Chapter 7 – Images in SDL

Images are a crucial part of modern games. They are used for sprites, backgrounds, effects, tiles, intros and a lot of other stuff. Below is a screen-shot from SNK’s “The King of Fighters 2002” (Kyo is about to hit Iori with his Orochi Nagi).

In SDL, images are loaded as SDL_Surfaces in order to make it easier to use them in graphics. The SDL library itself only supports loading Bitmap (*.BMP) images. These images are loaded directly from a path in the file-system. Images are loaded using the SDL_LoadBMP function.

SDL_Surface *SDL_LoadBMP(const char *file);

This function loads a Windows Bitmap from file, converts it to an SDL_Surface and returns a pointer to the SDL_Surface. It returns a NULL on failure. Sample usage:

SDL_Surface* img = NULL;

img = SDL_LoadBMP("my_image.bmp");
if (!img) { /* handle errors */ }

Let’s create a sample program that loads some images.

#include <SDL/SDL.h>

int main(int argc, char* argv[])
{
    ...

    /* Loading the images */
    SDL_Surface* img_kyo = NULL;
    SDL_Surface* img_iori = NULL;

    img_kyo = SDL_LoadBMP("kyo.bmp");
    if (!img_kyo) fprintf(stderr, SDL_GetError());

    img_iori = SDL_LoadBMP("iori.bmp");
    if (!img_iori) fprintf(stderr, SDL_GetError());

    /* Blitting the images on the screen */
    SDL_Rect rect_kyo = { 10, 10 };
    SDL_BlitSurface(img_kyo, NULL, screen, &rect_kyo);

    SDL_Rect rect_iori = { 300, 10 };
    SDL_BlitSurface(img_iori, NULL, screen, &rect_iori);

    /* Flipping the screen to display the images */
    SDL_Flip(screen);

    ...

    /* While the program is running */
    while (!quit)
    {
        /* Check for new events */
        while(SDL_PollEvent(&event))
        {
            /* If a quit event has been sent */
            if (event.type == SDL_QUIT)
            {
                /* Quit the application */
                quit = 1;
            }
        }
    }

    /* Always free the surfaces you create */
    SDL_FreeSurface(img_kyo);
    SDL_FreeSurface(img_iori);

    ...

    return 0;
}

Here’s a screenshot of the application:

Now to explain the code.

    /* Loading the images */
    SDL_Surface* img_kyo = NULL;
    SDL_Surface* img_iori = NULL;

    img_kyo = SDL_LoadBMP("kyo.bmp");
    if (!img_kyo) fprintf(stderr, SDL_GetError());

    img_iori = SDL_LoadBMP("iori.bmp");
    if (!img_iori) fprintf(stderr, SDL_GetError());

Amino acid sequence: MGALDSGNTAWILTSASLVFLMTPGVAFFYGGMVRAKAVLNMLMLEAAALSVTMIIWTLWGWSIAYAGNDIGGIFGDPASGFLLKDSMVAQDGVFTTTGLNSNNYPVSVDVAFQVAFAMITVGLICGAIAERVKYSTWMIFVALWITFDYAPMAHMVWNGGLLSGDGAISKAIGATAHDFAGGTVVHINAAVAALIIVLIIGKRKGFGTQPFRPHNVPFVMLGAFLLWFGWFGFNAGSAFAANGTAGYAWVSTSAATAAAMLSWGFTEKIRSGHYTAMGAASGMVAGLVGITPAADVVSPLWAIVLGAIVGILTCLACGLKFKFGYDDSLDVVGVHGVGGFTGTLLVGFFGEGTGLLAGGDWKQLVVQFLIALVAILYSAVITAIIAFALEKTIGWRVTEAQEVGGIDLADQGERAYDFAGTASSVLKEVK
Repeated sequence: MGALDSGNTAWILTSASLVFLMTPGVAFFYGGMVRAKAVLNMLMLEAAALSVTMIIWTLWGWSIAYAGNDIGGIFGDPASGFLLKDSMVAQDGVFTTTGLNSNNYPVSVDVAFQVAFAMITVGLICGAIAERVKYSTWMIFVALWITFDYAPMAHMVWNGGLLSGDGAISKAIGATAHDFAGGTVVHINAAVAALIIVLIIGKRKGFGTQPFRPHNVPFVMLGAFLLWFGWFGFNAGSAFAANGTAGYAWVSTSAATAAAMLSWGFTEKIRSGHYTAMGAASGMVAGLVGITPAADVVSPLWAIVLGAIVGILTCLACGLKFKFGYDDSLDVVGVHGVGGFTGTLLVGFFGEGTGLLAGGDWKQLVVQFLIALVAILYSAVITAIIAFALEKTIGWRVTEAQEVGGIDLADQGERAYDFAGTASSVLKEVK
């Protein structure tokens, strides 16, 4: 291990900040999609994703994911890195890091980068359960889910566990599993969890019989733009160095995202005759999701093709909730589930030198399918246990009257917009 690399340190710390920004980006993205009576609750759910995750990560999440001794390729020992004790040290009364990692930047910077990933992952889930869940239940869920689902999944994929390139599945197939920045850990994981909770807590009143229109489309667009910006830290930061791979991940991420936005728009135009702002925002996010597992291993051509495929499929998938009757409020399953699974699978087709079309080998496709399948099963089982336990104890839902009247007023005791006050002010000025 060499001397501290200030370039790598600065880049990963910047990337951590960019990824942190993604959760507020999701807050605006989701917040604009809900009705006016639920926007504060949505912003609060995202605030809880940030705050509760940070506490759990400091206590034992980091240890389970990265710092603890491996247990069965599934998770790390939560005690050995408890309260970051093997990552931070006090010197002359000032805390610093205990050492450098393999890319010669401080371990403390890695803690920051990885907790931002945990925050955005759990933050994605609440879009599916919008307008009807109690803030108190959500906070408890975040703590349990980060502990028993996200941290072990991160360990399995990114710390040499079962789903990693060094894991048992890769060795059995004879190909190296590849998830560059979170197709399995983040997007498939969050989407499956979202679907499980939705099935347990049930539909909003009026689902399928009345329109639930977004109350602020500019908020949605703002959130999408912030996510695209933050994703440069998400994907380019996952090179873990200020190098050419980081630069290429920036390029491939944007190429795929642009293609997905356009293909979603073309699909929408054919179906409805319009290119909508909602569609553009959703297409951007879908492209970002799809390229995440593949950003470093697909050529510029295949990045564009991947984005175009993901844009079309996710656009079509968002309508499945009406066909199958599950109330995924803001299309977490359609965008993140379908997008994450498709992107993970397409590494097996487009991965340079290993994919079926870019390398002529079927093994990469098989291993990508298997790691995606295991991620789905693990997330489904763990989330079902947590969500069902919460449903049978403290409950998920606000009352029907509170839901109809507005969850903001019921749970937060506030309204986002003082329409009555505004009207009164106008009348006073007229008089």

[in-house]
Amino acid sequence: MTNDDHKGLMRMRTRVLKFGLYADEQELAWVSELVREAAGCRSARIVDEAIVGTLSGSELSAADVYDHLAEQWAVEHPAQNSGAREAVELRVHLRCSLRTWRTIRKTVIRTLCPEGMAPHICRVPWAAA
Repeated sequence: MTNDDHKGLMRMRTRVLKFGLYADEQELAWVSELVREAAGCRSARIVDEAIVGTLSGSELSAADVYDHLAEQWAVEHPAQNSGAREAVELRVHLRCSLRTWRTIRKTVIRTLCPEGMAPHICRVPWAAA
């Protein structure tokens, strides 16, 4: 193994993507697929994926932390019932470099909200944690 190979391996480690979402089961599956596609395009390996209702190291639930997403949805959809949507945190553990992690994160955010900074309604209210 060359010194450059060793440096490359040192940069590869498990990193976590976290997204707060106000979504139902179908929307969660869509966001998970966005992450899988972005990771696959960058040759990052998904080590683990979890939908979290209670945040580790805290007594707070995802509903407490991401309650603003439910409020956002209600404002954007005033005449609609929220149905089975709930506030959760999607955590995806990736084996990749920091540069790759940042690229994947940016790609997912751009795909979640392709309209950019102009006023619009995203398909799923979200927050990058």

Here we load the two bitmap images, kyo.bmp and iori.bmp, which are located in the same directory as the application. As I said before, the SDL_LoadBMP() function returns a NULL on failure, so I check for a NULL value after loading each image. If everything worked fine, the images have now been loaded and converted to SDL_Surfaces. That means we can use all the graphics functions on them that we use on normal surfaces.

    /* Blitting the images on the screen */
    SDL_Rect rect_kyo = { 10, 10 };
    SDL_BlitSurface(img_kyo, NULL, screen, &amp;rect_kyo);

    SDL_Rect rect_iori = { 300, 10 };
    SDL_BlitSurface(img_iori, NULL, screen, &amp;rect_iori);

Now that we have loaded the images successfully, we copy them onto the video surface. By the way, blit is actually shot from Bit Blit, which stands for Bit BLock Image Transfer. Anyway, I blit img_kyo, at (10, 10) and img_iori at (300, 10) so that they are displayed right next to each other.

    /* Flipping the screen to display the images */
    SDL_Flip(screen);

When we copied the images in the last section, they were actually copied to the back-buffer. To make them visible onto the screen, we have to copy (or replace) the back-buffer onto the front-buffer. This is done internally by SDL_Flip().

    /* Always free the surfaces you create */
    SDL_FreeSurface(img_kyo);
    SDL_FreeSurface(img_iori);

As I told earlier, SDL_Surfaces are reference counted. So you should always free a surface you created. Since we created img_kyo and img_iori, we now have to free them.

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